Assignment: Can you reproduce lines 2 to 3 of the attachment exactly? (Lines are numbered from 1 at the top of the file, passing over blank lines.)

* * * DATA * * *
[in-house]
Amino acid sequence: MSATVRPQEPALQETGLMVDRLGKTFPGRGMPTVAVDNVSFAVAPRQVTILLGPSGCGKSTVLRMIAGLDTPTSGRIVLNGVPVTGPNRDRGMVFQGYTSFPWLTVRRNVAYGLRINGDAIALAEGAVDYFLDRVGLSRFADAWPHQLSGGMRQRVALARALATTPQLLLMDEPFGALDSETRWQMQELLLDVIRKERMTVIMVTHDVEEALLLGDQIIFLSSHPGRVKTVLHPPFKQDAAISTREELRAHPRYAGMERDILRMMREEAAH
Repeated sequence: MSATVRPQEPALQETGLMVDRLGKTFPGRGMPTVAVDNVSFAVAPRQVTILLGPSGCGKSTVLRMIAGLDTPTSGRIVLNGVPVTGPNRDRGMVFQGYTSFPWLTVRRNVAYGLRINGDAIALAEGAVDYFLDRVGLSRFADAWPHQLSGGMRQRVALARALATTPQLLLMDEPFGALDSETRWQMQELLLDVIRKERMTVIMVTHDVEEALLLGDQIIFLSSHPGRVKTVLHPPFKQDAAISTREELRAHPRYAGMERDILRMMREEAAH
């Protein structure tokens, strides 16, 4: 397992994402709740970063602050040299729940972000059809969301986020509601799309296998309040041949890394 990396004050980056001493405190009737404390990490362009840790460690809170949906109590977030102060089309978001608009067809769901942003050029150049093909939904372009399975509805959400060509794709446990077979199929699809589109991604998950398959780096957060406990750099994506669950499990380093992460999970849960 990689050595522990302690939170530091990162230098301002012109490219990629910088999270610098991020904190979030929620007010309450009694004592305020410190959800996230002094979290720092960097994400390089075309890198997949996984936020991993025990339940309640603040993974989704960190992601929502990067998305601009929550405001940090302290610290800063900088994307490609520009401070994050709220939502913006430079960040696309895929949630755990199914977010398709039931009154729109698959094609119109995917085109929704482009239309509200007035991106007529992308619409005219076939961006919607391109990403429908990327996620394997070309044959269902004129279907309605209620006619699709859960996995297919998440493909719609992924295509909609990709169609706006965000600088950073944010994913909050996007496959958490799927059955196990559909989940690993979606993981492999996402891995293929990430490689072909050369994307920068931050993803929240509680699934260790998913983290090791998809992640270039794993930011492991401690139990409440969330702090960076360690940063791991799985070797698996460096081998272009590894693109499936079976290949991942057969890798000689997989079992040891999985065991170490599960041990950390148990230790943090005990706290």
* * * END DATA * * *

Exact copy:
Amino acid sequence: MSATVRPQEPALQETGLMVDRLGKTFPGRGMPTVAVDNVSFAVAPRQVTILLGPSGCGKSTVLRMIAGLDTPTSGRIVLNGVPVTGPNRDRGMVFQGYTSFPWLTVRRNVAYGLRINGDAIALAEGAVDYFLDRVGLSRFADAWPHQLSGGMRQRVALARALATTPQLLLMDEPFGALDSETRWQMQELLLDVIRKERMTVIMVTHDVEEALLLGDQIIFLSSHPGRVKTVLHPPFKQDAAISTREELRAHPRYAGMERDILRMMREEAAH
Repeated sequence: MSATVRPQEPALQETGLMVDRLGKTFPGRGMPTVAVDNVSFAVAPRQVTILLGPSGCGKSTVLRMIAGLDTPTSGRIVLNGVPVTGPNRDRGMVFQGYTSFPWLTVRRNVAYGLRINGDAIALAEGAVDYFLDRVGLSRFADAWPHQLSGGMRQRVALARALATTPQLLLMDEPFGALDSETRWQMQELLLDVIRKERMTVIMVTHDVEEALLLGDQIIFLSSHPGRVKTVLHPPFKQDAAISTREELRAHPRYAGMERDILRMMREEAAH